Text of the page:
$$\begin{align}(1,2)+3&=(4,5)\cr (1,6)+3&=(4,9)\cr (1,7)+2&=(3,9)\cr (1,8)+3&=(4,0)\cr (1,10)+2&=(3,1)\cr (2,3)+1&=(3,4)\cr (2,4)+1&=(3,5)\cr (2,5)+9&=(0,3)\cr (2,6)+3&=(5,9)\cr (2,7)+2&=(4,9)\cr (2,8)+1&=(3,9)\cr (2,9)+2&=(4,0)\cr (2,10)+2&=(4,1)\cr (3,6)+9&=(1,4)\cr (3,7)+9&=(1,5)\cr (3,8)+1&=(4,9)\cr (3,10)+1&=(4,0)\cr (4,6)+5&=(9,0)\cr (4,7)+5&=(9,1)\cr (4,8)+1&=(5,9)\cr (4,10)+5&=(9,4)\cr (5,6)+9&=(3,4)\cr (5,7)+9&=(3,5)\cr (5,8)+4&=(9,1)\cr (5,10)+4&=(9,3)\cr (6,7)+9&=(4,5)\cr (6,8)+3&=(9,0)\cr (6,9)+3&=(9,1)\cr (6,10)+5&=(0,4)\cr (7,8)+4&=(0,1)\cr (7,9)+5&=(1,3)\cr (7,10)+5&=(1,4)\cr (8,9)+3&=(0,1)\cr (8,10)+1&=(9,0)\cr (9,10)+5&=(3,4)\cr \end{align}$$

(Note: Several pairs allow more than one choice of $r$. In general I've used the smallest $r$ among 0, 1, 3, 4, 5, and 9, except that I've tried to avoid producing a 0 in the sum pair whenever possible. If there's a more sensible way to summarize all the checking, I'm all ears.)

Luckily, it's easy to show that $(1,2,7)$ is an obstruction to $n=3$ for $p=11$, so we can conclude that $n=2$ is the maximum in this case. What one gets for the largest $n$ when $p=19$, I'll leave for someone else to work on. I'll merely note that one might go ahead and reinstate the prohibition on using the square 0, but if you do, you get $n=0$ for $p=3$ and $n=1$ for $p=7$ and $11$. Whether you ever get anything larger is unclear.

Added 3/13/13: The "immediately clear" upper bound $n\le p-1$ came from the mindless observation that the $y_i$s are distinct and nonzero. The somewhat more thoughtful observation that the $(y_i+r)$s must all be distinct squares not equal to the square $r$ shows that $n\le (p-1)/2$. But we can do a lot better than that by working backwards: Start with distinct squares $r,s_1,s_2,\ldots,s_n$ and let $y_i=s_i-r$ for $1\le i\le n$. We have $(p+1)/2\choose n$ choices for the $s_i$s, leaving ${p+1\over2}-n$ choices for $r$, whereas there are $p-1\choose n$ choices for the $y_i$s, so the maximum $n$ must satisfy

$$({p+1\over2}-n){(p+1)/2\choose n} \ge {p-1\choose n}$$

For $p=7$, this is $(4-n){4\choose n} \ge {6\choose n}$, from which we see that $n=1$ is OK (as we already know) but $n=2$ is not, since $12 < 15$. (In fact this is how I caught an error in my original answer. I initially thought there were only two "obstructions" to $n=2$ for $p=7$, but this comparisons shows there must be at least three. I went back and realized that I had decided that adding 4 to the pair $(1,5)$ would produce a pair of squares, but of course $4+1=5$ is not a square mod 7. Note that for every other pair, there is exactly one value for $r$ that turns it into a pair of squares, since $15-12=3$.)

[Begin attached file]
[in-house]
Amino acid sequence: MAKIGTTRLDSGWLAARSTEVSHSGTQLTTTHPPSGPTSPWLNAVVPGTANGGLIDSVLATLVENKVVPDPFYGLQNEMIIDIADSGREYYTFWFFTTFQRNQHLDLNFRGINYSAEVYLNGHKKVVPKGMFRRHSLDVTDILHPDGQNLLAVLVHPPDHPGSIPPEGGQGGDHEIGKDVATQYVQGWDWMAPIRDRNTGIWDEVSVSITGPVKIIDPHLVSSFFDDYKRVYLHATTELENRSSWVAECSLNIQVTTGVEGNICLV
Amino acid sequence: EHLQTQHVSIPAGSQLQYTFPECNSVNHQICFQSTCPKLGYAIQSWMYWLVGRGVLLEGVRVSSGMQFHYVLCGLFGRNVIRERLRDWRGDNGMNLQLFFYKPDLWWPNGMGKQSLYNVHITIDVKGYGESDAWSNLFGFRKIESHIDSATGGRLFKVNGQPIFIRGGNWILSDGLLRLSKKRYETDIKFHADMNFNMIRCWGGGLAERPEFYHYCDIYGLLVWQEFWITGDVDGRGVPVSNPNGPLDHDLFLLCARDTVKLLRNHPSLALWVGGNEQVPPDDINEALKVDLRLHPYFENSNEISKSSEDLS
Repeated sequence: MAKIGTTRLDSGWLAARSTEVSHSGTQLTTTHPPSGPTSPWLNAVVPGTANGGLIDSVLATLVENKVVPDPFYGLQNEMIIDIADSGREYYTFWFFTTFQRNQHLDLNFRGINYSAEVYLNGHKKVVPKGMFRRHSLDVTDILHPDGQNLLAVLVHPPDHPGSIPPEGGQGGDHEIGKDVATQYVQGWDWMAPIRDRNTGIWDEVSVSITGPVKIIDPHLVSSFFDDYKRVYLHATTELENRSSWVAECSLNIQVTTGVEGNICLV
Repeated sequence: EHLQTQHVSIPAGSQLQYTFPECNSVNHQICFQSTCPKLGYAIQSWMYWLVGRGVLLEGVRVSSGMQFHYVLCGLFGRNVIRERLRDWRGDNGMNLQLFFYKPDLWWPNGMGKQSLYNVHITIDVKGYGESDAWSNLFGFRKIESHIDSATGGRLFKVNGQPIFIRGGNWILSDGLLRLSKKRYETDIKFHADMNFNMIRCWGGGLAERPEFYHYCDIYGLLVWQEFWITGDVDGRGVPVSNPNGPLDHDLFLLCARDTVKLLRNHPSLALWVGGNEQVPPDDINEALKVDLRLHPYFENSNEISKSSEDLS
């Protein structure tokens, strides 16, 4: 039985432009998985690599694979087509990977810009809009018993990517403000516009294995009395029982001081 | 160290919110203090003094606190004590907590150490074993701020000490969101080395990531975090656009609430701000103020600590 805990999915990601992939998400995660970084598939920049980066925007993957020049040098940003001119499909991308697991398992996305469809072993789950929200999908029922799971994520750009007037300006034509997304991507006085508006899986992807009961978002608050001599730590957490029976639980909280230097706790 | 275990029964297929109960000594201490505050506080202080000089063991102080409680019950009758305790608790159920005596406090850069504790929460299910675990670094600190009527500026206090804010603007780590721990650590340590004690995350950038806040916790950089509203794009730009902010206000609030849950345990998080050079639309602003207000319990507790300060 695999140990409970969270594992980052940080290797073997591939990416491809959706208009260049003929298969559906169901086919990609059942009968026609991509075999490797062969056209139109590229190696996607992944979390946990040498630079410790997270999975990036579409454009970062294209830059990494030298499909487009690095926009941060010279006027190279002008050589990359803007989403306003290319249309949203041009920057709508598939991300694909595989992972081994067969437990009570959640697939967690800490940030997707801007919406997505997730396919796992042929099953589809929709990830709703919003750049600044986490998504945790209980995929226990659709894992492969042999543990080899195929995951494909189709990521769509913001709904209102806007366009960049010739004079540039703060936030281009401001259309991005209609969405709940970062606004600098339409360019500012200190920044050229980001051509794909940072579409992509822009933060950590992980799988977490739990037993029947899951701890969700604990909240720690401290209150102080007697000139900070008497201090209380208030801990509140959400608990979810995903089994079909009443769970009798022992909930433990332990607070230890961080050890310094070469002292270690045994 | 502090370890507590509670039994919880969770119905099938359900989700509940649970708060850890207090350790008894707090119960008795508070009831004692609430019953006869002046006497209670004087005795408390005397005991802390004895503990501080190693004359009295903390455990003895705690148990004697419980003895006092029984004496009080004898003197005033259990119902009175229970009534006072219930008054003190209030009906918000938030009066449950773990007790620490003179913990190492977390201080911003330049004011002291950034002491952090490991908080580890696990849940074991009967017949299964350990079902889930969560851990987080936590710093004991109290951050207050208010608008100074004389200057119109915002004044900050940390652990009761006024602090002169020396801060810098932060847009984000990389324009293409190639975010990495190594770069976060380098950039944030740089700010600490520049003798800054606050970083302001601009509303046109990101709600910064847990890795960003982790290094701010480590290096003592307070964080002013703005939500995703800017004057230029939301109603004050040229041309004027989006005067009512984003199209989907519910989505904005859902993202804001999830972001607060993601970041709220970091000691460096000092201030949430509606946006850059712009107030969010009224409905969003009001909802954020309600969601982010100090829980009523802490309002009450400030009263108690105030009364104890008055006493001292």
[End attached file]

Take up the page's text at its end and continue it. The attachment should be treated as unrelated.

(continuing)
For $p=11$, the upper bound inequality is

$$(6-n){6\choose n}\ge {10\choose 2}$$

Doublechecking $n=2$, we have $60\ge 45$, but for $n=3$ we have

$$(6-3){6\choose 3} = 3\cdot20 = 60 < {10\choose3} = 120,$$

so we could have concluded that $n=2$ is the maximum for $p=11$ without bothering to look for the obstruction $(1,2,7)$.

For $p=19$, it's easy to check that $n=3$ satisfies the upper bound inequality but $n=4$ does not, so we can conclude that the maximum $n$ is between 1 and 3, but that's about all we can say without exhaustive checking.

A quicker, cruder upper bound comes from letting $s_1,s_2,\ldots,s_n,r$ range over all squares, including repetitions, and noting that this should account for all possible $y_i$s, including repetitions and 0s. One needs $({p+1\over2})^{n+1} \ge p^n$, or

$$n \le \log({p+1\over2})/\log({2p\over p+1})$$.

Finally, the OP really wants all the squares to be (non-zero) quadratic residues. This simply changes the upper bound inequality to

$$({p-1\over2}-n){(p-1)/2\choose n} \ge {p-1\choose n}.$$

This rules out $n=2$ for $p=11$ (since $(5-2){5\choose2} = 3\cdot10 = 30 < {10\choose2}=45$), but allows it for $p=19$, since $(9-2){9\choose2}=7\cdot36 = 252 > {18\choose2}=153$. It's easy to see that $n=3$ is ruled out for $p=19$. The OP claims (in comments) to have checked that $n=2$ actually is the maximum in this case.

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Gerry, sorry, I'll bet you get tired of making that correction! – Barry Cipra Mar 12 '13 at 22:32
Thank you Prof. Gerry.\\ Now let me put the problem in the simple way: \\ For a given a prime $p\equiv3(mod\ 4)$, what is the largest $n$ such that for any choice of distinct elements $y_1,y_2,...,y_n$ of $Z_p−0$, there exist at least one (fixed) nonzero quadratic residue, say $r$ such that $y_i+r$ is again a nonzero quadratic residue for all $1≤i≤n$.\\ I have been verified that for $p=7$ and $p=11$, the maximum $n$ is 1. Also, I verified that for $p=19$, the maximum n is 2.\\ The question is how to generalize this for a given $p$. – Shivaraj Mar 13 '13 at 5:57
@Shivaraj, not that I want to hog the credit, but Gerry's contribution here was to correct the spelling of his name. ;-) – Barry Cipra Mar 13 '13 at 11:56
Barry, no worries, I never get tired of calling attention to myself. – Gerry Myerson Mar 13 '13 at 12:02
Gerry, as a journalist, I consider it very important to spell people's names correctly, so I'm always chagrinned on occasions when I don't. – Barry Cipra Mar 13 '13 at 12:43